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Cancer Res. 2016 Jun 1;76(11):3319-31. doi: 10.1158/0008-5472.CAN-15-2477. Epub 2016 Mar 17.

Proteasomal Inhibition by Ixazomib Induces CHK1 and MYC-Dependent Cell Death in T-cell and Hodgkin Lymphoma.

Author information

1
Division of Hematology Oncology and Molecular Oncology Research Institute, Tufts Medical Center, Boston, Massachusetts.
2
Chemistry of Life Processes Institute, Northwestern University, Evanston, Illinois.
3
Center of Cancer Systems Biology, Tufts University School of Medicine, Boston, Massachusetts.
4
New England Inflammation and Tissue Protection Institute, Northeastern University, Boston, Massachusetts.
5
University of Maryland, Baltimore, Maryland.
6
Division of Hematology Oncology and Molecular Oncology Research Institute, Tufts Medical Center, Boston, Massachusetts. AEvens@tuftsmedicalcenter.org.

Abstract

Proteasome-regulated NF-κB has been shown to be important for cell survival in T-cell lymphoma and Hodgkin lymphoma models. Several new small-molecule proteasome inhibitors are under various stages of active preclinical and clinical development. We completed a comprehensive preclinical examination of the efficacy and associated biologic effects of a second-generation proteasome inhibitor, ixazomib, in T-cell lymphoma and Hodgkin lymphoma cells and in vivo SCID mouse models. We demonstrated that ixazomib induced potent cell death in all cell lines at clinically achievable concentrations. In addition, it significantly inhibited tumor growth and improved survival in T-cell lymphoma and Hodgkin lymphoma human lymphoma xenograft models. Through global transcriptome analyses, proteasomal inhibition showed conserved overlap in downregulation of cell cycle, chromatin modification, and DNA repair processes in ixazomib-sensitive lymphoma cells. The predicted activity for tumor suppressors and oncogenes, the impact on "hallmarks of cancer," and the analysis of key significant genes from global transcriptome analysis for ixazomib strongly favored tumor inhibition via downregulation of MYC and CHK1, its target genes. Furthermore, in ixazomib-treated lymphoma cells, we identified that CHK1 was involved in the regulation of MYC expression through chromatin modification involving histone H3 acetylation via chromatin immunoprecipitation. Finally, using pharmacologic and RNA silencing of CHK1 or the associated MYC-related mechanism, we demonstrated synergistic cell death in combination with antiproteasome therapy. Altogether, ixazomib significantly downregulates MYC and induces potent cell death in T-cell lymphoma and Hodgkin lymphoma, and we identified that combinatorial therapy with anti-CHK1 treatment represents a rational and novel therapeutic approach. Cancer Res; 76(11); 3319-31.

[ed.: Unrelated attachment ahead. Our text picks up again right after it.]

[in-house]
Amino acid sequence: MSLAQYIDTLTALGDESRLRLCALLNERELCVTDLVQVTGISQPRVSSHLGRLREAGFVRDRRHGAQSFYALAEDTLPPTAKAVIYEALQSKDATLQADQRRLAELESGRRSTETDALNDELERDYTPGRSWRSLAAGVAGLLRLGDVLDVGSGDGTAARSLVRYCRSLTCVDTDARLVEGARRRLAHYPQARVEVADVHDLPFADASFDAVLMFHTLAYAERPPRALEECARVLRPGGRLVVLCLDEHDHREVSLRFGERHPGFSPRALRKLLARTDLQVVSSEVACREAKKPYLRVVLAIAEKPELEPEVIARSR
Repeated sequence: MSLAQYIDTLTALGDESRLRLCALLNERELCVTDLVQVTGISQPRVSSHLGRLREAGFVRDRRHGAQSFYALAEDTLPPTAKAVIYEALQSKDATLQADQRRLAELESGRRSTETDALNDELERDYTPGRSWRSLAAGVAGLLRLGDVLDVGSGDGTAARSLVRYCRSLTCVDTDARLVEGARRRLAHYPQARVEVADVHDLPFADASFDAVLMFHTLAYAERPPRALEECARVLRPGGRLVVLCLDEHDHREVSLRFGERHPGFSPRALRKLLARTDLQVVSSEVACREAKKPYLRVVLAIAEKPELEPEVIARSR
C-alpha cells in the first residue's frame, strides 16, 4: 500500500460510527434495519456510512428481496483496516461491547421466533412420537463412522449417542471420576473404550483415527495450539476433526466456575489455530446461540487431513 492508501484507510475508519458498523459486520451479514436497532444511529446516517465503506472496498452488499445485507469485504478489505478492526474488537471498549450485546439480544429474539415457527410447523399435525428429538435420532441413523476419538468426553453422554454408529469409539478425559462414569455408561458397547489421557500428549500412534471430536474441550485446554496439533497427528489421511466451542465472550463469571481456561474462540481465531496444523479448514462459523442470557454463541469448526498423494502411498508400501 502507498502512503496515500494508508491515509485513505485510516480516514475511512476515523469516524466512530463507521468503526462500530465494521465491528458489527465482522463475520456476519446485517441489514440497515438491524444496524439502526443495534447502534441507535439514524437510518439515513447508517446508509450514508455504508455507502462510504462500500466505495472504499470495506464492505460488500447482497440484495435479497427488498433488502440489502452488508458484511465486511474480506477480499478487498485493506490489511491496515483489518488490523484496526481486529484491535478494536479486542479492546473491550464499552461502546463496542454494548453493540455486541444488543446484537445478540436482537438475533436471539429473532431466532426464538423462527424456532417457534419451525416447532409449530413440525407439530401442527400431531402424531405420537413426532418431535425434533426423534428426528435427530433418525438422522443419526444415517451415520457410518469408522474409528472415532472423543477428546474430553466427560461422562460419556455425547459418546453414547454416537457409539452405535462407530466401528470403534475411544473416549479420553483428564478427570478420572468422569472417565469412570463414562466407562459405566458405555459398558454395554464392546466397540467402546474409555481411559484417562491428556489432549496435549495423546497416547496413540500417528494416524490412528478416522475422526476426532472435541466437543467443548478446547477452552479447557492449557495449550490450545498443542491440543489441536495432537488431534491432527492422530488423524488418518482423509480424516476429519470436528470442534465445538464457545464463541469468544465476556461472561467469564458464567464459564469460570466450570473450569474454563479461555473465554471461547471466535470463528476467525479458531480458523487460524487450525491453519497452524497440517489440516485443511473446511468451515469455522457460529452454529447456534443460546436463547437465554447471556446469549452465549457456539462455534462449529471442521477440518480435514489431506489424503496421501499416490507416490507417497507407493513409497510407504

PMID:
26988986
PMCID:
PMC5315412
DOI:
10.1158/0008-5472.CAN-15-2477
[Indexed for MEDLINE]
Free PMC Article

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